By Rob Adams | 1st published by the Herald Scotland.
Everyone has heroes. Even musicians who have been said to have found their own voice as a composer or improviser will have drawn inspiration from someone, and German trumpeter Uli Beckerhoff is no different. A musician who has made his mark across Europe over the past four decades, Beckerhoff has listened widely to music and jazz in particular and if you ask him about his origins as a musician and the people he learned from, he’ll speak warmly of a gallery of people who helped to shape his path.
When Beckerhoff started planning his latest album, Heroes, he wanted to pay tribute to those musicians who have influenced him most. Some of his inspirations, including Miles Davis, John Coltrane and Jimi Hendrix, the Munster-born Beckerhoff had admired from afar.
One in particular, however, was a hero who became a good friend, the Canadian-born trumpeter Kenny Wheeler who arrived in Britain in 1952 and established himself as one of the leading figures on the European, then the world jazz scene, going on to record with another of Beckerhoff’s distant heroes, pianist Keith Jarrett, as his accompanist, no less.
The idea of the legendarily self-effacing Wheeler, who died last September, leading a band featuring Jarrett, a musician not known for lacking self-belief, bemuses Beckerhoff who, as does everyone who came into Wheeler’s orbit, has a story to tell. In the mid-1970s, Beckerhoff got a call to join an orchestra that was being put together in Berlin to work under the London-based Rhodesian composer Mike Gibbs.
“I remember being thrilled to discover that, of course, Kenny was going to be in the trumpet section,” says the Munster-born Beckerhoff. “I knew Mike Gibbs’ records and Kenny was on them, as were a lot of great players. So I was in with some big talents and the first piece we played in rehearsal was something Mike Gibbs had written as a feature for Kenny. It was a lovely piece and Kenny played this wonderful solo and when he finished everyone was astonished – all these heavyweight jazz musicians were nearly crying. It was beautiful, perfect, and I was thinking, I wish I could play something as fantastic as that when Kenny spoke up and said, Mike, could someone else play this solo, please, because I don’t feel confident enough to play it?”
It was a typical Wheeler moment, as Beckerhoff would find out as he got to know him over the years.
Trumpet wasn’t Beckerhoff’s first choice of instrument. His initial interest in playing music came through an art teacher at school who used to let his students bring in their favourite records to listen to in class. A big hit in Germany at the time, the early 1960s, was the Chris Barber Band’s version of Petite Fleur featuring Monty Sunshine on clarinet. This tune was especially popular with the girls in the class and Beckerhoff decided that, if he could play it on clarinet, maybe he’d impress the girls. Clarinets were too expensive, so he bought a second-hand trumpet from a friend for the princely sum of fifty marks (less than £10) and taught himself to play Petite Fleur.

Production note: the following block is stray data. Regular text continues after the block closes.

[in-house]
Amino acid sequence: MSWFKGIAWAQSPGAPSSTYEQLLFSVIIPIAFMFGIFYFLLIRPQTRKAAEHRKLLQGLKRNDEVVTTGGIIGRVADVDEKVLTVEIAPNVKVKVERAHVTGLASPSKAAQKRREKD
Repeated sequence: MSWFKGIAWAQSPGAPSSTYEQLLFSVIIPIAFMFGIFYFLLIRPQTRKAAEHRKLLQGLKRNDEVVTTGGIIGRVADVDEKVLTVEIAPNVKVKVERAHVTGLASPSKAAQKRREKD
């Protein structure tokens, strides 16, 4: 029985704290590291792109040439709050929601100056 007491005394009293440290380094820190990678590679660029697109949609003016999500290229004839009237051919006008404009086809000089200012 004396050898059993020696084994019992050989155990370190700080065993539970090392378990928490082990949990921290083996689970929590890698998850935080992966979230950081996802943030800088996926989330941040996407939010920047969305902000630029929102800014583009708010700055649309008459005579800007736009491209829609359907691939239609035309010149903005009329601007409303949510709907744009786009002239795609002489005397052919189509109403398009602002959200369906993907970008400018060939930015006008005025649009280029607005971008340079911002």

Despite being too young to get into pubs legally, Beckerhoff then joined a Dixieland band and played the pub circuit, sometimes having to hide when the police arrived to check for underage drinkers. He added to his technique by taking lessons, first from an orchestral player who was, he says, “a great trumpeter but a lousy teacher” then from an American based in Munster who had played in the same college band as Freddie Hubbard.
“Without him, I would have stopped,” he says, “although I wasn’t thinking about playing music professionally.”
This changed when he left his university law course after his first year and got into a band that played Cannonball Adderley and Horace Silver numbers, a style of jazz that audiences in Bremen, where he was now based, danced to, much to his surprise. More successful still was the band he formed to play standards and flag wavers such as Blue Bossa and Giant Steps.
“Before that band came along, the German jazz scene was heavily into free jazz so by playing tunes that people knew we became popular and worked a lot,” he says. “But eventually I decided I wanted to concentrate on what I wanted to play, which was my own music.”
The group he formed at this point, a trio with Dutch pianist and keyboards player Jasper van’t Hof and former Soft Machine drummer John Marshall, was the first of a series of bands, including a quartet that included American guitarist John Abercrombie and a quintet with English pianist John Taylor, that cemented Beckerhoff’s reputation in Europe, although he remains under the radar in Britain, a situation he’d like to change.
“Maybe Heroes will open the door,” says the now sixty-seven year old Beckerhoff who these days teaches at the Folkwang University of the Arts in Essen while continuing to play and compose prolifically. “I put the album together like I would do a concert, with different moods and changing dynamics to keep people listening. You have to give audiences variety – that’s why I got my band, who are all former students of mine, to play a tango and to rock out as well as playing jazz ballads and grooves.”
Heroes is available at: